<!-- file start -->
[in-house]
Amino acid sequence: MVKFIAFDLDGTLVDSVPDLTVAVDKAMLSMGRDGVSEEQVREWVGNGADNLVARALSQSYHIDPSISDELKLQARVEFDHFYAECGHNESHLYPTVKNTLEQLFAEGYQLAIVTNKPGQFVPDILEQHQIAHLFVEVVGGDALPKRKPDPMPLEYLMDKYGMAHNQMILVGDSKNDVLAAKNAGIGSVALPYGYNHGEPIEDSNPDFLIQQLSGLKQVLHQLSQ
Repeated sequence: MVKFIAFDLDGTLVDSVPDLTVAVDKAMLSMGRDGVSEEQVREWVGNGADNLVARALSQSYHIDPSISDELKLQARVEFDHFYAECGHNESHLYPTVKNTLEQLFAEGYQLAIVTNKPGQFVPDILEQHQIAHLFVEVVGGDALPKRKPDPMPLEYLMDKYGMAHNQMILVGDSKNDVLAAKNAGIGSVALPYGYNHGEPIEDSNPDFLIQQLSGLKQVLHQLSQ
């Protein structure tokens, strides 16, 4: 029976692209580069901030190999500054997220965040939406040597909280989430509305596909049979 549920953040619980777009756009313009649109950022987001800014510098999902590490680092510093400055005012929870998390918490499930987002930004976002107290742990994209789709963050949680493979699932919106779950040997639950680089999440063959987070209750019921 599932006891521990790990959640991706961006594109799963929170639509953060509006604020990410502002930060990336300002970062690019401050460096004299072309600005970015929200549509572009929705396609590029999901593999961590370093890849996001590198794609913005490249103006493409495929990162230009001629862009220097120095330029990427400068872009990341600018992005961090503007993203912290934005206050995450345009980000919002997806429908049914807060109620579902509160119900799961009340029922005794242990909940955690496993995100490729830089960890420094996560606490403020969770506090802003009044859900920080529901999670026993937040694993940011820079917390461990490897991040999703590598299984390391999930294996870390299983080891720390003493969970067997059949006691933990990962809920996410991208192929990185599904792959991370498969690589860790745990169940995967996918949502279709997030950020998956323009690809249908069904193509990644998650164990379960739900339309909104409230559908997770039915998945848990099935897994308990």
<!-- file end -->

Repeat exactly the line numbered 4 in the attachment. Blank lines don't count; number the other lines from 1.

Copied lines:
């Protein structure tokens, strides 16, 4: 029976692209580069901030190999500054997220965040939406040597909280989430509305596909049979 549920953040619980777009756009313009649109950022987001800014510098999902590490680092510093400055005012929870998390918490499930987002930004976002107290742990994209789709963050949680493979699932919106779950040997639950680089999440063959987070209750019921 599932006891521990790990959640991706961006594109799963929170639509953060509006604020990410502002930060990336300002970062690019401050460096004299072309600005970015929200549509572009929705396609590029999901593999961590370093890849996001590198794609913005490249103006493409495929990162230009001629862009220097120095330029990427400068872009990341600018992005961090503007993203912290934005206050995450345009980000919002997806429908049914807060109620579902509160119900799961009340029922005794242990909940955690496993995100490729830089960890420094996560606490403020969770506090802003009044859900920080529901999670026993937040694993940011820079917390461990490897991040999703590598299984390391999930294996870390299983080891720390003493969970067997059949006691933990990962809920996410991208192929990185599904792959991370498969690589860790745990169940995967996918949502279709997030950020998956323009690809249908069904193509990644998650164990379960739900339309909104409230559908997770039915998945848990099935897994308990």